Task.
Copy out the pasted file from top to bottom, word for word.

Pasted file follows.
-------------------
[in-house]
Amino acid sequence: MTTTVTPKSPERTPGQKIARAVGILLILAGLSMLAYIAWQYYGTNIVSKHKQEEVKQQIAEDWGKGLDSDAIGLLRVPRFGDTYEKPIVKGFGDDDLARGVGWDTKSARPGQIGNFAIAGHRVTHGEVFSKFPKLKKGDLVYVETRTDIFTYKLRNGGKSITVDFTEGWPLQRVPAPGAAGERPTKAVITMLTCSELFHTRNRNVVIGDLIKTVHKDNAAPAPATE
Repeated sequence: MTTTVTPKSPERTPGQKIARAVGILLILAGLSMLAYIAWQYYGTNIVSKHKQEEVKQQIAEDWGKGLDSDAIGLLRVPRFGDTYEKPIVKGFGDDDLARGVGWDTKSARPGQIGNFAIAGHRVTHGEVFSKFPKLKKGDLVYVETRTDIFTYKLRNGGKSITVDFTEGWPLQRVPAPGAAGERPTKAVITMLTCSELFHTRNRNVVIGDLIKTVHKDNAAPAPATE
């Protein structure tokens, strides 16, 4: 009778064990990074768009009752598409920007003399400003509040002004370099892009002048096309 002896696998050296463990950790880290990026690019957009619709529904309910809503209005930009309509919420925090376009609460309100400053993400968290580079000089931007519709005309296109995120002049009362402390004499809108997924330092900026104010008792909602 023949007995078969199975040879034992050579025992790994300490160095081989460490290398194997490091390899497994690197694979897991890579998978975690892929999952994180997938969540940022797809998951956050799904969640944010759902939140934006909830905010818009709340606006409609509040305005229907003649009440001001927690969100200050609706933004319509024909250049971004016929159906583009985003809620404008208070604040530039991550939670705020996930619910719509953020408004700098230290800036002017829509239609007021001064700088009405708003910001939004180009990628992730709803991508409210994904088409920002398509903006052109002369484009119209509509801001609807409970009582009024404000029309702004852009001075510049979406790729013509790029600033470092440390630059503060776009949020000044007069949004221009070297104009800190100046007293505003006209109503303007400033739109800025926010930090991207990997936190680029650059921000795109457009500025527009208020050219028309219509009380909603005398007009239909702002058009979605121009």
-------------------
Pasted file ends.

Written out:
[in-house]
Amino acid sequence: MTTTVTPKSPERTPGQKIARAVGILLILAGLSMLAYIAWQYYGTNIVSKHKQEEVKQQIAEDWGKGLDSDAIGLLRVPRFGDTYEKPIVKGFGDDDLARGVGWDTKSARPGQIGNFAIAGHRVTHGEVFSKFPKLKKGDLVYVETRTDIFTYKLRNGGKSITVDFTEGWPLQRVPAPGAAGERPTKAVITMLTCSELFHTRNRNVVIGDLIKTVHKDNAAPAPATE
Repeated sequence: MTTTVTPKSPERTPGQKIARAVGILLILAGLSMLAYIAWQYYGTNIVSKHKQEEVKQQIAEDWGKGLDSDAIGLLRVPRFGDTYEKPIVKGFGDDDLARGVGWDTKSARPGQIGNFAIAGHRVTHGEVFSKFPKLKKGDLVYVETRTDIFTYKLRNGGKSITVDFTEGWPLQRVPAPGAAGERPTKAVITMLTCSELFHTRNRNVVIGDLIKTVHKDNAAPAPATE
């Protein structure tokens, strides 16, 4: 009778064990990074768009009752598409920007003399400003509040002004370099892009002048096309 002896696998050296463990950790880290990026690019957009619709529904309910809503209005930009309509919420925090376009609460309100400053993400968290580079000089931007519709005309296109995120002049009362402390004499809108997924330092900026104010008792909602 023949007995078969199975040879034992050579025992790994300490160095081989460490290398194997490091390899497994690197694979897991890579998978975690892929999952994180997938969540940022797809998951956050799904969640944010759902939140934006909830905010818009709340606006409609509040305005229907003649009440001001927690969100200050609706933004319509024909250049971004016929159906583009985003809620404008208070604040530039991550939670705020996930619910719509953020408004700098230290800036002017829509239609007021001064700088009405708003910001939004180009990628992730709803991508409210994904088409920002398509903006052109002369484009119209509509801001609807409970009582009024404000029309702004852009001075510049979406790729013509790029600033470092440390630059503060776009949020000044007069949004221009070297104009800190100046007293505003006209109503303007400033739109800025926010930090991207990997936190680029650059921000795109457009500025527009208020050219028309219509009380909603005398007009239909702002058009979605121009």